My boyfriend and I began to have occasional arguments less than six months into the relationship.
Whenever he pointed out that I was usually the one who started the fights (true) I would justify myself by saying: “If I’m angry it’s because I care!”
I’m a firm believer that hatred is not the opposite of love – apathy is. So in my view, if I wasn’t emotionally invested, I wouldn’t even bother getting mad.
But after a few more fights, I came to see he also had a point. I shouldn’t be flaring up over every single thing. So how should we fight in a relationship?
PICK YOUR BATTLES
I once watched a commercial in which a husband was suspected of having an extramarital affair because of his constant late nights. Turns out he stayed out late because he just wanted to be by himself.
He told his wife: “I’m a worker by day and a husband by night. Sometimes I just want to be myself.” That line gripped me. I didn’t want to lose myself in a relationship and not recognise myself at the end of the day.
In that spirit, earlier on in our relationship, I disputed every single thing simply because I wanted everything to go my way. I figured that if I didn’t say anything, I would start to lose a part of who I am.
But I soon realised I was fighting a foolish battle.
The truth is that part of you has to change as you and your partner work towards marriage. The Bible says two will become one (Mark 10:8), so how can I still expect to remain as I am? Why would I?
Paul also instructed husbands to make their wives holy, by washing with the water through the Word (Ephesians 5:25-27). So growth and sanctification will mean change. It must!
I started to see that it may not be all that bad to lose parts of myself. Perhaps I am just losing the bad parts of myself. So change can be good too!
FIGHT TOGETHER, NOT EACH OTHER
Now, there are times when anger is valid. And there are times when certain offences have to be addressed. While we may feel anger as we resolve a conflict, what really matters is the heart behind that anger and the actions that follow after the fight.
Am I fighting for my selfish desires or am I fighting for our relationship’s betterment? Am I being slow to anger and quick to forgive (Numbers 14:18)?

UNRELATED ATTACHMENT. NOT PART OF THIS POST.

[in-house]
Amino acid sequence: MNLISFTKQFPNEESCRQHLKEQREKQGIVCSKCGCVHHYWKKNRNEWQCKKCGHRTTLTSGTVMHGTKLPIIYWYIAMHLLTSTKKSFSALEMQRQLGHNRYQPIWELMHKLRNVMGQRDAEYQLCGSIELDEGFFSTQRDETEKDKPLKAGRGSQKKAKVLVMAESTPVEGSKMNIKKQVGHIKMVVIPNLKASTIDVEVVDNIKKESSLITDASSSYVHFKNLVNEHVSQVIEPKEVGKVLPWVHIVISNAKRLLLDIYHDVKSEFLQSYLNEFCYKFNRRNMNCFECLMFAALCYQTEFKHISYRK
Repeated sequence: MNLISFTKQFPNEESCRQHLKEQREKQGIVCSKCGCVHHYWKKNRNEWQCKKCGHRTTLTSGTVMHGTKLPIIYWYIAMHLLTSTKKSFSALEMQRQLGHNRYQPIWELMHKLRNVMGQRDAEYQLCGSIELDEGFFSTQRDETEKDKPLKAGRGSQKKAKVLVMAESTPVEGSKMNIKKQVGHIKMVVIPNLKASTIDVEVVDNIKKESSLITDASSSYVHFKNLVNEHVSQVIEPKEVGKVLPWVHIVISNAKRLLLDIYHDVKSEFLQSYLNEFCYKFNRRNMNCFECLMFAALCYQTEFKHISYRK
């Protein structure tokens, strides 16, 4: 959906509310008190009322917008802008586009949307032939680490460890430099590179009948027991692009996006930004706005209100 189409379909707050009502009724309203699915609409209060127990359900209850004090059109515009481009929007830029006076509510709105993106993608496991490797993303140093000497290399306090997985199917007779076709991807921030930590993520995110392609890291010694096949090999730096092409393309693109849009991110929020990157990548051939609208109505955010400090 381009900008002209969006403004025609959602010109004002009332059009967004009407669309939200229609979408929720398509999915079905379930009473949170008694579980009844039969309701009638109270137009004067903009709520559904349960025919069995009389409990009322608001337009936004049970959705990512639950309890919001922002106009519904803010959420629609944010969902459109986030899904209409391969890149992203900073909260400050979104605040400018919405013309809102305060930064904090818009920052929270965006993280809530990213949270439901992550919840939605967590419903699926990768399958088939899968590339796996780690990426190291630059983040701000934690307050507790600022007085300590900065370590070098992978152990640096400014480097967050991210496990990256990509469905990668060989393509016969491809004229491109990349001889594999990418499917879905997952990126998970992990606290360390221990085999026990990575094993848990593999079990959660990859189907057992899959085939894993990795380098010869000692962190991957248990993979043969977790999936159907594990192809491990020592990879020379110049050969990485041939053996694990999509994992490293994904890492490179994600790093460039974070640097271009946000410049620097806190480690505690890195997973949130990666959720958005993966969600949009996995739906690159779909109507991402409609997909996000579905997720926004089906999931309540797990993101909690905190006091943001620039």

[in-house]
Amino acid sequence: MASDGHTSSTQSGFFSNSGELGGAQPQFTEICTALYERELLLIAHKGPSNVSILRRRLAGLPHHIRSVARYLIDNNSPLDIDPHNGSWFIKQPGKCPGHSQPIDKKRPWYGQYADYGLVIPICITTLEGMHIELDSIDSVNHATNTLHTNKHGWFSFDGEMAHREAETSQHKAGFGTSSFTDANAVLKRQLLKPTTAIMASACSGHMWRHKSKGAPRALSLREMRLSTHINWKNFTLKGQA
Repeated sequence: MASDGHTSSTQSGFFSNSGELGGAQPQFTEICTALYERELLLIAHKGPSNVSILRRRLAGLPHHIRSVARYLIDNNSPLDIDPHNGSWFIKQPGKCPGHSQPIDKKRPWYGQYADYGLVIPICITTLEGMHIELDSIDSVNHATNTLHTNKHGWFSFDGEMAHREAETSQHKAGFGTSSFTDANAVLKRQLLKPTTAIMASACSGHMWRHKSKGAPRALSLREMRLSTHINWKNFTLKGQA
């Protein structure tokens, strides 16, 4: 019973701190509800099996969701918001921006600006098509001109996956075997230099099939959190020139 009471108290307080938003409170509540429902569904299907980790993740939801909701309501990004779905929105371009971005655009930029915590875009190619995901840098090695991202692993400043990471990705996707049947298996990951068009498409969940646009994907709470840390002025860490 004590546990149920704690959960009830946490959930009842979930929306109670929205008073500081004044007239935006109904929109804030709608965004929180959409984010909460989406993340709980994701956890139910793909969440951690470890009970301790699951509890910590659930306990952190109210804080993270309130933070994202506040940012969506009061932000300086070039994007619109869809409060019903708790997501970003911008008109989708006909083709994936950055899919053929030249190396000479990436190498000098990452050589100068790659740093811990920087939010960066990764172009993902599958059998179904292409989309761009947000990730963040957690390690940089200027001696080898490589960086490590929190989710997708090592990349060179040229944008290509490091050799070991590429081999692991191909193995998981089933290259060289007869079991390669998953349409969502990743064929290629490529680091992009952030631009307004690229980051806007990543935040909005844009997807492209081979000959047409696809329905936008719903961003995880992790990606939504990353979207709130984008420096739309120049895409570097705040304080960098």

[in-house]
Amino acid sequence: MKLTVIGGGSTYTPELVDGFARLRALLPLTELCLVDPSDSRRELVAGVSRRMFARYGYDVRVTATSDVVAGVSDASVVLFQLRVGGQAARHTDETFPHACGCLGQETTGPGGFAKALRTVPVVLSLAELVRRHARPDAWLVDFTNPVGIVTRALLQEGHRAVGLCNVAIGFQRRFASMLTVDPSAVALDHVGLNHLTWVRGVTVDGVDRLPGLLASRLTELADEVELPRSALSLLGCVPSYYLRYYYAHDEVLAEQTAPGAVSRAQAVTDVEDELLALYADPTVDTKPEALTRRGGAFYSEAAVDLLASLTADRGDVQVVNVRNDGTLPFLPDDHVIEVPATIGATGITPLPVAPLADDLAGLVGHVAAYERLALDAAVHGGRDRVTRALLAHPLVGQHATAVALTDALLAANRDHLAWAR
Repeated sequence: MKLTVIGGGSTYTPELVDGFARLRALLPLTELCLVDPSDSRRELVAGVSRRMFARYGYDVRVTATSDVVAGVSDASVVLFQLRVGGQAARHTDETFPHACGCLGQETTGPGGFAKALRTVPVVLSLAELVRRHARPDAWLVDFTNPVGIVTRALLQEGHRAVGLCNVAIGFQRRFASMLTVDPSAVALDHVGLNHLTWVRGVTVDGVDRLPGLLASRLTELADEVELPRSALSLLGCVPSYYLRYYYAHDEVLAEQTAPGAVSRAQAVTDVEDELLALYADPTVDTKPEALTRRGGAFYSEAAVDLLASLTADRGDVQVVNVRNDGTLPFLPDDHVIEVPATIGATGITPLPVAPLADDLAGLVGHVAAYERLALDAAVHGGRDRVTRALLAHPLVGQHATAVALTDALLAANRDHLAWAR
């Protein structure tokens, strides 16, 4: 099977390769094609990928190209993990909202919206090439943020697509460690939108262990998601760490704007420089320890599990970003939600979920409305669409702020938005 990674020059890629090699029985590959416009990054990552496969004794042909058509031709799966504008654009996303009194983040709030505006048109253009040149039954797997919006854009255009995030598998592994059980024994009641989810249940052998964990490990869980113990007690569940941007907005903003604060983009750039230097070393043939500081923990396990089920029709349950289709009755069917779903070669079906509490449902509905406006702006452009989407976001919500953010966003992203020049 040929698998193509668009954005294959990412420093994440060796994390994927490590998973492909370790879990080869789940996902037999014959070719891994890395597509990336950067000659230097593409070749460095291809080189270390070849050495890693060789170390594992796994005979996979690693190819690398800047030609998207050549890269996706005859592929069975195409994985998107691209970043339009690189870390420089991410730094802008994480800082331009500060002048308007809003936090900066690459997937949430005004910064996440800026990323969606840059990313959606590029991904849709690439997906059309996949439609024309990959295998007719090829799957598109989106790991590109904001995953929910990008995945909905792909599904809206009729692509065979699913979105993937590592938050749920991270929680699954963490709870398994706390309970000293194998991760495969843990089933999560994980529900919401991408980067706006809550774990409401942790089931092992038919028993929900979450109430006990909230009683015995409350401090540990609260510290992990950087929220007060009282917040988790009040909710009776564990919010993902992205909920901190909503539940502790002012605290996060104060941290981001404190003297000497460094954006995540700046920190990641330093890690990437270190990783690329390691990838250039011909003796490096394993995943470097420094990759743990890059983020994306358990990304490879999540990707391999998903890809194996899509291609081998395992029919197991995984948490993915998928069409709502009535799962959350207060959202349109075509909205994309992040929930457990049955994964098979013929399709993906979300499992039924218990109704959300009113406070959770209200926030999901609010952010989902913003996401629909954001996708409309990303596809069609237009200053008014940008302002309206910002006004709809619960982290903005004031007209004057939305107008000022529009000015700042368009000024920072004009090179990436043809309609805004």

If the answers to those questions are no, then I would think that I am merely holding onto grudges as an excuse to justify my anger. It also shows that I value my emotions above the other person – and that is not the way of love (Ephesians 4:26-27)!
Is the way that I’m approaching the issue above reproach?
In the story of Cain and Abel, God saw that Cain was angry but did not consider it a sin. Instead, He went on to warn Cain against sinning in anger.
Then the Lord said to Cain, “Why are you angry? Why is your face downcast? If you do what is right, will you not be accepted? But if you do not do what is right, sin is crouching at your door; it desires to have you, but you must rule over it” (Genesis 4:6-7).
So yes, you can feel angry – God acknowledges your emotions! But while He doesn’t disregard our feelings, He doesn’t allow our feelings to justify our actions either. So it’s always best to present our feelings to God first before confronting the other party.
CHOOSE YOUR WEAPONS WISELY
So how should we address conflicts in a relationship? After all, it’s still pretty easy to get triggered when talking about the problem to the other party even after bringing our emotions to God.
We can start by knowing what not to do. I try to avoid criticism, contempt, defensiveness and stonewalling. According to researcher Dr John Gottman, these are the four horsemen of apocalypse in any relationship.
Criticism is when a person verbally attacks the other party’s character. Criticism also targets the person and not the issue at hand. It makes the person on the receiving end feel verbally assaulted.